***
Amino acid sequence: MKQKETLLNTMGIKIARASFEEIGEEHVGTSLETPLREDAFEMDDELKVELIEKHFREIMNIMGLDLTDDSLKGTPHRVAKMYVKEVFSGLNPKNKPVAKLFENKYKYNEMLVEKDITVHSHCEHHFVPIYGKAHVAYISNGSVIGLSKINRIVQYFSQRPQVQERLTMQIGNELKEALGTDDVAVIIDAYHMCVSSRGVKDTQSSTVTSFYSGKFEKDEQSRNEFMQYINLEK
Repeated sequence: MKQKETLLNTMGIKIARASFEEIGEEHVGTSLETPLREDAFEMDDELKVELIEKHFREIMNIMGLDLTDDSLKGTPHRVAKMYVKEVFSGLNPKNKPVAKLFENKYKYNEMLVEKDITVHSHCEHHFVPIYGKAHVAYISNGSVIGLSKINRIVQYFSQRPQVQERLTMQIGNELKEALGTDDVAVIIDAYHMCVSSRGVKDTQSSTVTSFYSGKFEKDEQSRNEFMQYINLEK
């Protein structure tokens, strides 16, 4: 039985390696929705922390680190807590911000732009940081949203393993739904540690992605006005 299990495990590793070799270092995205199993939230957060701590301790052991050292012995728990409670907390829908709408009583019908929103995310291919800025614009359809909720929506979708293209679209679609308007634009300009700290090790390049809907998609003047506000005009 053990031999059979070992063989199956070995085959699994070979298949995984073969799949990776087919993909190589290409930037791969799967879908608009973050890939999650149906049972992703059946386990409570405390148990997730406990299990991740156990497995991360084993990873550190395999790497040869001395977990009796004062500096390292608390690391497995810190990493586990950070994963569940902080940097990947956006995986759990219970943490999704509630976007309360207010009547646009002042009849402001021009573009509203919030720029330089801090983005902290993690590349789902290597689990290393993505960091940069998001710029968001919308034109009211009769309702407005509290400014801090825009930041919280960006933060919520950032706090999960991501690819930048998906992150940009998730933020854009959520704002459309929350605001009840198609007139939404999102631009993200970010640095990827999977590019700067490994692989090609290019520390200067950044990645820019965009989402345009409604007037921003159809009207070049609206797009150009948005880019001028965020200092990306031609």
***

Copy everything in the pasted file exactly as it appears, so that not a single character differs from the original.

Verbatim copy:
Amino acid sequence: MKQKETLLNTMGIKIARASFEEIGEEHVGTSLETPLREDAFEMDDELKVELIEKHFREIMNIMGLDLTDDSLKGTPHRVAKMYVKEVFSGLNPKNKPVAKLFENKYKYNEMLVEKDITVHSHCEHHFVPIYGKAHVAYISNGSVIGLSKINRIVQYFSQRPQVQERLTMQIGNELKEALGTDDVAVIIDAYHMCVSSRGVKDTQSSTVTSFYSGKFEKDEQSRNEFMQYINLEK
Repeated sequence: MKQKETLLNTMGIKIARASFEEIGEEHVGTSLETPLREDAFEMDDELKVELIEKHFREIMNIMGLDLTDDSLKGTPHRVAKMYVKEVFSGLNPKNKPVAKLFENKYKYNEMLVEKDITVHSHCEHHFVPIYGKAHVAYISNGSVIGLSKINRIVQYFSQRPQVQERLTMQIGNELKEALGTDDVAVIIDAYHMCVSSRGVKDTQSSTVTSFYSGKFEKDEQSRNEFMQYINLEK
């Protein structure tokens, strides 16, 4: 039985390696929705922390680190807590911000732009940081949203393993739904540690992605006005 299990495990590793070799270092995205199993939230957060701590301790052991050292012995728990409670907390829908709408009583019908929103995310291919800025614009359809909720929506979708293209679209679609308007634009300009700290090790390049809907998609003047506000005009 053990031999059979070992063989199956070995085959699994070979298949995984073969799949990776087919993909190589290409930037791969799967879908608009973050890939999650149906049972992703059946386990409570405390148990997730406990299990991740156990497995991360084993990873550190395999790497040869001395977990009796004062500096390292608390690391497995810190990493586990950070994963569940902080940097990947956006995986759990219970943490999704509630976007309360207010009547646009002042009849402001021009573009509203919030720029330089801090983005902290993690590349789902290597689990290393993505960091940069998001710029968001919308034109009211009769309702407005509290400014801090825009930041919280960006933060919520950032706090999960991501690819930048998906992150940009998730933020854009959520704002459309929350605001009840198609007139939404999102631009993200970010640095990827999977590019700067490994692989090609290019520390200067950044990645820019965009989402345009409604007037921003159809009207070049609206797009150009948005880019001028965020200092990306031609």